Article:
Don’t believe everything you read. Don’t believe everything you see either.
How many of us have watched a movie or TV show and taken away information as gospel? Do you believe in the power of the tourniquet or that putting your chopped off finger in ice will preserve it long enough for you to get to the ER and have it sewn back on? What about the first aid gem often used to hilarious effect – the one where you have to pee on a jelly fish sting?
We’re going to look at six first aid myths and what you should do instead. Believe them – or not.
Table of Contents
- 1 1. Use a tourniquet to stop blood loss
- 2 2. Stop your nose bleed by squeezing the bridge of your nose and leaning your head back
- 3 3. A shot of brandy (or whiskey or whatever) will stave off hypothermia.
- 4 4. Get out a paper bag if someone starts to hyperventilate.
- 5 5. You need to use a spoon to stop someone having a seizure from swallowing their tongue.
- 6 6. Reach for the butter when you get burnt.
- 7 We did say, “Don’t believe everything you read.”
1. Use a tourniquet to stop blood loss
Apparently this is not a smart idea because it can cause tissue damage. Instead use the standby, which is not a myth, and apply pressure to the wound with a clean cloth.
2. Stop your nose bleed by squeezing the bridge of your nose and leaning your head back
According to St John Ambulance (as reported by The Guardian), all that blood running down your throat is more likely to make you puke than stop the bleeding. It’s far better to squeeze your nostrils and lean your head forward. Dr Richard O’Brien (medincenet.com) says that you should hold that pose for at least 10 minutes.
3. A shot of brandy (or whiskey or whatever) will stave off hypothermia.
You know that nice warm feeling you get when some sherry or brandy hits your tummy? Well, it’s very misleading. According to an article written by emergency medical technician Steve Shotz (International Mountain Bicycling Association), alcohol dilates blood vessels. If you remember your high school biology, this is how the body cools itself when it’s very hot. So, not such a good remedy for impending death by cold.
Instead, you should get them out of any wet clothes and get them into something warm and dry. Add layers and, if possible, add a hat, gloves and scarf. Tea, coffee, hot chocolate – anything warm, really – are preferred over anything alcoholic. Keep the person calm and still; walking it off is not an option.
4. Get out a paper bag if someone starts to hyperventilate.
We see this one on TV all the time. According to netdoctor.co.uk, breathing into a paper bag will cause oxygen levels to drop. Probably because there is no way for fresh air to get in and you end up breathing all your stale CO2. It’s like breathing into a plastic bag, really. And you wouldn’t do that now, would you?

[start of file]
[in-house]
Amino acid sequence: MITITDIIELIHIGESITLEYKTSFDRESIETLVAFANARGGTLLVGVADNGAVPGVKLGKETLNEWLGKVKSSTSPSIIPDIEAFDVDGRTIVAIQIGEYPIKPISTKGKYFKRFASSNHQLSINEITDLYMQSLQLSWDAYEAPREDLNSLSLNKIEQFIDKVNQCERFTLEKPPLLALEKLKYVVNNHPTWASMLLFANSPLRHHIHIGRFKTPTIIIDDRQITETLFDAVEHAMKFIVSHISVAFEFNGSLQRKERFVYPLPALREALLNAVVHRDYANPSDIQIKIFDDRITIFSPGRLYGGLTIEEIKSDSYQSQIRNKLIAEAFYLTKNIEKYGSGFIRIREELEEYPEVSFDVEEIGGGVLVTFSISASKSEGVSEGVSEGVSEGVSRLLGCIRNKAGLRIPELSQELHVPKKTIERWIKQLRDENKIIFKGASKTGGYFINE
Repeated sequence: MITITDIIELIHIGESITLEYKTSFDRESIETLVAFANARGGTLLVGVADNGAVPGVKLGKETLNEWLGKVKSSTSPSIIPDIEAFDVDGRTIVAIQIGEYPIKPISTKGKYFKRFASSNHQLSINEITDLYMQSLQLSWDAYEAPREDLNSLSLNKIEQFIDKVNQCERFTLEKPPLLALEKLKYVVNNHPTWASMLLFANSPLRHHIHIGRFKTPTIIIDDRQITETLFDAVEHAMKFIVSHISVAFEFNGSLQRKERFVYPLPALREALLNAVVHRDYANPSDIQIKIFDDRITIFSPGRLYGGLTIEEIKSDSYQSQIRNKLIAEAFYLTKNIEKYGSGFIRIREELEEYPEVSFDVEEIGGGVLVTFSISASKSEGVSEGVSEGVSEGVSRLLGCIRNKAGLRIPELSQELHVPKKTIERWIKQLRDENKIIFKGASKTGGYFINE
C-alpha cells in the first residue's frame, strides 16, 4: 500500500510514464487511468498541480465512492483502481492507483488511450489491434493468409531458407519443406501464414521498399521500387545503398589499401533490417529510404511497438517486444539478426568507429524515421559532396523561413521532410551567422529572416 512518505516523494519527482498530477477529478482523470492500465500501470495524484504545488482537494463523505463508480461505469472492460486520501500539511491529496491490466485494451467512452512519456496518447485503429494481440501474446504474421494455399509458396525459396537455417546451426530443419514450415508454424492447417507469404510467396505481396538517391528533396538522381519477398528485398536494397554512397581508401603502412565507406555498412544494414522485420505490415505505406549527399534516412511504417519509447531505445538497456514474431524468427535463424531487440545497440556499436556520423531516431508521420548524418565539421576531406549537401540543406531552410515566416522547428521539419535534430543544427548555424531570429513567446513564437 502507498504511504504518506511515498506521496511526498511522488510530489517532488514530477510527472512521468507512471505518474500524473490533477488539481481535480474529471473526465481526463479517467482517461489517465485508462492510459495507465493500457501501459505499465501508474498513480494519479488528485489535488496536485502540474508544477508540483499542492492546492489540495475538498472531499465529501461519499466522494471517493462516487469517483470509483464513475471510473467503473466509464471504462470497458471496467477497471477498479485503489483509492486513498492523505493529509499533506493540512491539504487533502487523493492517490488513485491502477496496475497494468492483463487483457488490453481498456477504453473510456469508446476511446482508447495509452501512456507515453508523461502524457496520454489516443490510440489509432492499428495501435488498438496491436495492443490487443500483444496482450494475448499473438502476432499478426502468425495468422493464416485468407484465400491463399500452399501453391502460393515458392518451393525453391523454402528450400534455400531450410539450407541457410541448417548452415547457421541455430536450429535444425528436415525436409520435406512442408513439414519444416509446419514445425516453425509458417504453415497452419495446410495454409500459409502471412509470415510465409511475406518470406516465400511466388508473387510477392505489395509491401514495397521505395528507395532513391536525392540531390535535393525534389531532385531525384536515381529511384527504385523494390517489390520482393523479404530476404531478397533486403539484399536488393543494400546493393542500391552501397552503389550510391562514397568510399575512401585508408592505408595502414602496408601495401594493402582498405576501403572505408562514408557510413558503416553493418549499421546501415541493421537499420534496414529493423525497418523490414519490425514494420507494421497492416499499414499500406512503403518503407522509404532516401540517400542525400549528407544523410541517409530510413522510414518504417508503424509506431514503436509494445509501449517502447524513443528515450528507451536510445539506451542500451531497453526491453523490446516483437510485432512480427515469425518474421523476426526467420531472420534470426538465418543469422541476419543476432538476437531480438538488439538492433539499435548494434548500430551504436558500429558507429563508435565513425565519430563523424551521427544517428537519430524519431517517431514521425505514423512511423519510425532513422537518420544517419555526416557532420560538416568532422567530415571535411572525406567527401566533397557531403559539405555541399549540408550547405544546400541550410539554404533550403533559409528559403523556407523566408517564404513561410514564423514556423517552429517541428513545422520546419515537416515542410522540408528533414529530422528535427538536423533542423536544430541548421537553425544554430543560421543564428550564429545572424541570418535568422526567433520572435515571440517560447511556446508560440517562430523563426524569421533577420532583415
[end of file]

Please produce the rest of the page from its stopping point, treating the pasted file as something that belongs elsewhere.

Pretty much the only way to stop someone from hyperventilating is to regulate their breathing. This means getting them to breathe slowly in and out. They should inhale and hold for a few seconds then exhale and hold – like you would at yoga.
5. You need to use a spoon to stop someone having a seizure from swallowing their tongue.
We turn once again to the St John Ambulance guys who say that people who are having a seizure are likely to break their teeth on whatever you put in their mouth (provided it isn’t a sponge). They could also break the object and choke on it. And, you could get bitten for all your trouble.
They suggest cushioning the area, keeping people back and removing anything that could fall or otherwise hurt the person. Wait it out and when it’s over make sure that the person is breathing properly and place them in the recovery position.
6. Reach for the butter when you get burnt.
Dr O’Brien has one word for this: “ludicrous”. You need to cool the burn and keep it clean. Butter does neither. In fact, butter can lead to nasty infections. Instead, keep it under a running tap (cold, of course) and then dress it carefully. Use sterile dressing and over-the-counter ointment.
If it still burns like Satan’s hearth then put some ice on top of the dressing. Don’t put ice directing on your skin.
We did say, “Don’t believe everything you read.”
And we meant it. A lot of the first aid information on the internet is contradictory. Even some of the sources we used gave contradictory advice for certain situations – bee stings seem to be particularly tricky.
So, rid yourself of any doubt and sign up for a first aid course. It doesn’t have to be six month affair; after all, the ordinary person on the street doesn’t need paramedic level first aid training. A short first aid course will give you all the basic skills you need to know to cope with any accident or emergency at home, work or even on the street. Online first aid courses are also available, but nothing beats putting your training to practice on an inert dummy. Online resources will be able to tell you what supplies you need for a first aid kit though, from the basics at home to special kits for babies or senior citizens.
First aid courses are a great idea because you never know when an accident will occur or someone will be bitten or stung by a critter, especially in Australia which is home to 90% of the world’s deadliest creatures.